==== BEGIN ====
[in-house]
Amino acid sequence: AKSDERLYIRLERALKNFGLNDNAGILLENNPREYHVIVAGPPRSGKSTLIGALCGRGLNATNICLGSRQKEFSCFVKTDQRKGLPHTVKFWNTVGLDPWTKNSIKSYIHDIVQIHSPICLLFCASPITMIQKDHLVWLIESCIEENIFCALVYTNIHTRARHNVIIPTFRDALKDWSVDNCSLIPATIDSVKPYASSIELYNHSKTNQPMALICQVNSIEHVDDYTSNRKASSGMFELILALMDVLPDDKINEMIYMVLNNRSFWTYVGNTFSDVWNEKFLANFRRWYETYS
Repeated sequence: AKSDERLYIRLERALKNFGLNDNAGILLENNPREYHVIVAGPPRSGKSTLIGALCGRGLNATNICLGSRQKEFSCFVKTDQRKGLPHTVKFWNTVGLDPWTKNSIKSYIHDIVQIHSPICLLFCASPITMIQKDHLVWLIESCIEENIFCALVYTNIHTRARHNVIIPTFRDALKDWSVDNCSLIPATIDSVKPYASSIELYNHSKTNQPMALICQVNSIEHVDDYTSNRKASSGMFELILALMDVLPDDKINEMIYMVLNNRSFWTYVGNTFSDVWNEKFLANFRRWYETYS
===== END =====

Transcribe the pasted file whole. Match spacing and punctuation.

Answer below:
[in-house]
Amino acid sequence: AKSDERLYIRLERALKNFGLNDNAGILLENNPREYHVIVAGPPRSGKSTLIGALCGRGLNATNICLGSRQKEFSCFVKTDQRKGLPHTVKFWNTVGLDPWTKNSIKSYIHDIVQIHSPICLLFCASPITMIQKDHLVWLIESCIEENIFCALVYTNIHTRARHNVIIPTFRDALKDWSVDNCSLIPATIDSVKPYASSIELYNHSKTNQPMALICQVNSIEHVDDYTSNRKASSGMFELILALMDVLPDDKINEMIYMVLNNRSFWTYVGNTFSDVWNEKFLANFRRWYETYS
Repeated sequence: AKSDERLYIRLERALKNFGLNDNAGILLENNPREYHVIVAGPPRSGKSTLIGALCGRGLNATNICLGSRQKEFSCFVKTDQRKGLPHTVKFWNTVGLDPWTKNSIKSYIHDIVQIHSPICLLFCASPITMIQKDHLVWLIESCIEENIFCALVYTNIHTRARHNVIIPTFRDALKDWSVDNCSLIPATIDSVKPYASSIELYNHSKTNQPMALICQVNSIEHVDDYTSNRKASSGMFELILALMDVLPDDKINEMIYMVLNNRSFWTYVGNTFSDVWNEKFLANFRRWYETYS